Fast fashion has been a bedrock of consumerism for the last 30 years. Pioneered by the likes of Gap, TopShop and Primark in the 90s, retailers like ASOS, Boohoo and Pretty Little Thing have now taken up the baton, sating consumer appetite for disposable fashion, clothing manufactured at a low price-point in a style that changes quickly.
The relentless march of fast fashion has increased over the last two decades, fuelled by the prevalence of Smartphones, faster internet and social media. Younger generations, from millennials to iGen, are heavily influenced by celebrities and social media influencers who perpetuate the idea of the need for new clothes for every selfie.
The environmental impacts
But the environmental cost of fast fashion is significant. If everyone in the UK didn’t buy new clothes for one day, the emissions saved would be equivalent to driving a car around the world 8,640 times. The fashion and food industries combined are responsible for significantly more carbon emissions than the aviation industry. How?
Emissions from factories. Landfill sites filling up with cheap clothes made from man-made fibres – £140m of clothing that goes daily to UK landfill sites. And the impact of online deliveries – cities are clogged up with vans laden with online clothes and the average vehicle speed in Central London is now 7.1mph, 19th Century horse and carriage pace. The environmental damage is undeniable.
The climate campaigner Greta Thunberg has successfully lobbied young people and pricked their conscience with the price to be paid for fast fashion. But is it enough to create meaningful change and ultimately transform the industry? What needs to be done?
• Retail change: firstly, retailers need to up their game on the product information and delivery options they provide and be clear about the impact on the environment. Focusing efforts on reducing emissions during the transportation and delivery of items, where typically 75%+ of emissions tend to arise. In our experience supporting retail clients, then factoring these considerations into your people/process/tech design thinking and discussions with suppliers/brands is key.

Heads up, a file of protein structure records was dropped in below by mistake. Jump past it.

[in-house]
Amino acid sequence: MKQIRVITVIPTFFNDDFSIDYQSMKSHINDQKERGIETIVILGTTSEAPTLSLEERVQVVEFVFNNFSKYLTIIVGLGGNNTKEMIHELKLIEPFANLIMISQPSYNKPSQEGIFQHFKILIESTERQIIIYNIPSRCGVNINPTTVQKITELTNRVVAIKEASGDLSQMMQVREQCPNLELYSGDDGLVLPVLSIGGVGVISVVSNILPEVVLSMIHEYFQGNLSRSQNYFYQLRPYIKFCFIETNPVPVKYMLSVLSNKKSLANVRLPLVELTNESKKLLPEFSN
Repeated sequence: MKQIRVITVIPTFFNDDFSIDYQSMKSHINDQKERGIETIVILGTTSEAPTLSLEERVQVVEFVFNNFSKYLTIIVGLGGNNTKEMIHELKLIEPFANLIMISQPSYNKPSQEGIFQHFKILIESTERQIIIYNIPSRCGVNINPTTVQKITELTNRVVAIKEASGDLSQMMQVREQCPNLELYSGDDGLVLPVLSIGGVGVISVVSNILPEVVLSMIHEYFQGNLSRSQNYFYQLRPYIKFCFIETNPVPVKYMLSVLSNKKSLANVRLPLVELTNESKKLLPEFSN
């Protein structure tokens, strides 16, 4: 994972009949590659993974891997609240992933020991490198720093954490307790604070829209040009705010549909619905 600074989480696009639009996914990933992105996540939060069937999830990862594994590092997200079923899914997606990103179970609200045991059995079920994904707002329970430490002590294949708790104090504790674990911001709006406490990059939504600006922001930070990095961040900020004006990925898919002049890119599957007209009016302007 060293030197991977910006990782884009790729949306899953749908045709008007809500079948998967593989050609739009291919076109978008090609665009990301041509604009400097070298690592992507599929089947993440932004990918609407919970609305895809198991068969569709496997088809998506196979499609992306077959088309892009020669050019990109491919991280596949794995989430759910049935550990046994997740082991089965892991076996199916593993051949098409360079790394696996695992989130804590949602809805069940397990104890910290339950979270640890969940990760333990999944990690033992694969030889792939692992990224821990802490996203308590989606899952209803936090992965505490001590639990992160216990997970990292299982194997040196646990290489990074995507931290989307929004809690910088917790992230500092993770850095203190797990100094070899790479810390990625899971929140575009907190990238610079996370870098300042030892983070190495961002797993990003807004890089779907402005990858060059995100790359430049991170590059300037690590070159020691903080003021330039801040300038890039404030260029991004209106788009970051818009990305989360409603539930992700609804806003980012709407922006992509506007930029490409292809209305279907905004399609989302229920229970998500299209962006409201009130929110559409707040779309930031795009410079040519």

• Cultural change: consumers need to change their shopping patterns and use product information to inform buying choices. And there needs to be a cultural change – the reason why fast fashion exists is because of consumer demand.
• Circular fashion: the movement to recycle, repurpose and re-wear clothes is gathering speed and big retailers are addressing it. H&M launched Garment Collecting, its global initiative that recycles and reuses the clothes its customers drop off at its stores, with 0% going to landfill. And the emergence of businesses for the re-sell or rental of clothes – Rent the Runway, My Wardrobe HQ, ‘Resellfridges’ are addressing the altruism vs narcissism dilemma. We hope to see greater numbers of established retailers getting in on the act.
• Materials traceability and ethical trading: retailers need to be able to trace materials and products and have the right stock systems in place that help them do this. Functionality that helps retailers capture whether cotton is sustainably sourced, or whether garments are made from recycled material, can be critical in helping them achieve sustainability goals. And these stock systems are integrated with retailers’ websites, so customers can also see this level of detail and make appropriate purchasing decisions. On the trading front, whilst ‘Know Your Customer’ (KYC) has had an impact on the banking sector, the trend to ‘Know Your Supplier’ better is an area where a lot more needs to be done to safeguard retail businesses and avoid negative press. Over the last 12months, we’ve all seen articles exposing poor working conditions and data breaches involving suppliers.
• Industry contribution: there are definitely positive waves – the Sustainable Apparel Coalition is a global alliance of brands, suppliers and advocacy groups that aims to reduce environmental harm associated with fashion. And the shipping industry is being digitised so merchants can trade cargo as ships chug across the oceans, meaning less waste. Truly recyclable or reusable packaging is another issue being addressed.
Change is happening
Change is happening, but is it happening quickly enough? There are a lot of good retailers out there. Along with the likes of H&M, ‘early adopters’ such as Selfridges & Co launched their ocean plastics campaign (Project Ocean) around 10 years ago and have recently launched Project Earth. ASOS has a new sustainable clothing range – Edits – and has rolled out EVs to deliver goods in London.
So whilst it’s key that we all remain focussed on how we can drive positive change – whether within retailers, through micro-movements, or industry bodies – we must also recognise that effecting holistic change can’t be immediate. Patience is needed, but also the awareness that all of us need to up our game.
At P2 helping our clients to respond to and solve their business and digital challenges are what makes us tick. If your business is encountering similar challenges and you’d like to speak to us about how we can help, please get in touch.